"Between the 1960s and the 1980s, decedent Junichi Frisco Yamasaki made repeated oral promises to leave his entire estate to his two sons, petitioners Daniel and Gene Yamasaki, in exchange for their financial support. In the 2000s, after a falling out with his sons, Junichi executed a will and a revocable living trust, through which he completely disinherited his children. In 2012, Junichi amended his trust, naming his long-time girlfriend and new wife, Reiko Nakazawa, as the trust's trustee and the primary beneficiary of his entire estate."

"Around late January 2013, Junichi was hospitalized, and later moved to a nursing facility, after his health deteriorated.

In April 2013, Gene drafted a new lease agreement for the Whittier Laundromat (Amended Lease). The Amended Lease named Junichi as the landlord and Gene as the tenant, and it provided that Gene would pay Junichi $500 per month for a 10-year term. The Amended Lease included two options, allowing Gene to extend the term of the lease for an additional 10 years. The Amended Lease also included an option allowing Gene to purchase the Whittier Laundromat for $5,000 at any time during the initial 10-year lease term or the extended terms. On April 15, 2013, Junichi signed the Amended Lease. Nakazawa signed the agreement as a witness to Junichi's signature.

Nakazawa later testified that she did not review the Lease and the Amended Lease, or otherwise understand what they were, before she signed them."

"In April 2013, Nakazawa filed a petition to be appointed as Junichi's conservator. Nakazawa alleged Junichi had been diagnosed with dementia, a heart condition, and macular degeneration and, as a result, was incapable of caring for himself, including his financial affairs. Nakazawa also alleged that Junichi never read or understood the Lease and the Amended Lease before he signed them. In December 2013, the trial court granted Nakazawa's petition.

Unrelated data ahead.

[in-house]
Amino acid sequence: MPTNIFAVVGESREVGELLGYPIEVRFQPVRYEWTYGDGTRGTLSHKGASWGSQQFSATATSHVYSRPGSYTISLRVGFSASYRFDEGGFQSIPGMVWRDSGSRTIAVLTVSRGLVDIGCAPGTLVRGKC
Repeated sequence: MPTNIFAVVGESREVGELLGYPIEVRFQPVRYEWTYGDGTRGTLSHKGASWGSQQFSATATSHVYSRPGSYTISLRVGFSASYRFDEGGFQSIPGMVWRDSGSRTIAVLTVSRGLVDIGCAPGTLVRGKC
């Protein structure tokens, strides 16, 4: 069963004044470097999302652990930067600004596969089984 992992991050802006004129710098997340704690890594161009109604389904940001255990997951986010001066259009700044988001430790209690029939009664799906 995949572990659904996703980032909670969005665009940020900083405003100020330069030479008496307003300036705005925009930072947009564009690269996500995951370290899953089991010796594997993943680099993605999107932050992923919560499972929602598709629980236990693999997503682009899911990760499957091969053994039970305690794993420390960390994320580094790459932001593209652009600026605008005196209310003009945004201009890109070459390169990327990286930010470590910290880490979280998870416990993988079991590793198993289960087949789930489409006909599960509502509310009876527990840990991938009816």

In August 2014, Gene filed a petition to confirm the Lease and the Amended Lease under Probate Code section 850, subdivision (a)(3)(A) (Lease Petition).

In July 2015, Junichi died.

In September 2016, the court denied the Lease Petition, finding the Lease and the Amended Lease were unenforceable because Junichi suffered from dementia when he signed them and, therefore, lacked the capacity to enter into the agreements.

In December 2016, over a year after Junichi died, Daniel and Gene filed another petition under Probate Code section 850, subdivision (a)(3)(A), which sought to enforce Junichi's oral promises to leave them his estate when he died."

"In July 2021, the court issued a 23-page statement of decision. As a preliminary matter, the court found the brothers' claim to enforce Junichi's oral promises was barred by Section 366.3's one-year statute of limitations because they filed their petition more than one year after Junichi died."

The California Court of Appeal affirmed the trial court's decision.

Yamasaki et al. v. Nakazawa, Los Angeles County Superior Court case no. BP148064  

April 23, 2024

Filing an Appeal

Attorneys often act as gatekeepers. I occasionally read appellate opinions in which it is rather clear that the litigant should have consulted with an attorney before filing an appeal. The attorney would have informed the litigant that their case is not as strong as they may perceive. For example, a recent unpublished appellate opinion involved a litigant who should have consulted with an attorney before filing their appeal.